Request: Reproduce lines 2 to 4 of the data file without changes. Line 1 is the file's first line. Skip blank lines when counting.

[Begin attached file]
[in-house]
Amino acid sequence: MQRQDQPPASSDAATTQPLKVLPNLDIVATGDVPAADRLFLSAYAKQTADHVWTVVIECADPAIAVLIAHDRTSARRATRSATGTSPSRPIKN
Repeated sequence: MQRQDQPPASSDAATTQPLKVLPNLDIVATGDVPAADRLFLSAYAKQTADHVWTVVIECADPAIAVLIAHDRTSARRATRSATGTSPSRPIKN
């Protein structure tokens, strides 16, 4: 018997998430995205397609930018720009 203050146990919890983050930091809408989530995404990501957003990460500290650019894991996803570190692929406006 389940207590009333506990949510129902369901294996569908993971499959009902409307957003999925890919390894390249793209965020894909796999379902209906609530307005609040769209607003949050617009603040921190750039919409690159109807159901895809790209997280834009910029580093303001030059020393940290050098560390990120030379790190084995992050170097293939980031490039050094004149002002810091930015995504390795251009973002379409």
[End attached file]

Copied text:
Amino acid sequence: MQRQDQPPASSDAATTQPLKVLPNLDIVATGDVPAADRLFLSAYAKQTADHVWTVVIECADPAIAVLIAHDRTSARRATRSATGTSPSRPIKN
Repeated sequence: MQRQDQPPASSDAATTQPLKVLPNLDIVATGDVPAADRLFLSAYAKQTADHVWTVVIECADPAIAVLIAHDRTSARRATRSATGTSPSRPIKN
């Protein structure tokens, strides 16, 4: 018997998430995205397609930018720009 203050146990919890983050930091809408989530995404990501957003990460500290650019894991996803570190692929406006 389940207590009333506990949510129902369901294996569908993971499959009902409307957003999925890919390894390249793209965020894909796999379902209906609530307005609040769209607003949050617009603040921190750039919409690159109807159901895809790209997280834009910029580093303001030059020393940290050098560390990120030379790190084995992050170097293939980031490039050094004149002002810091930015995504390795251009973002379409």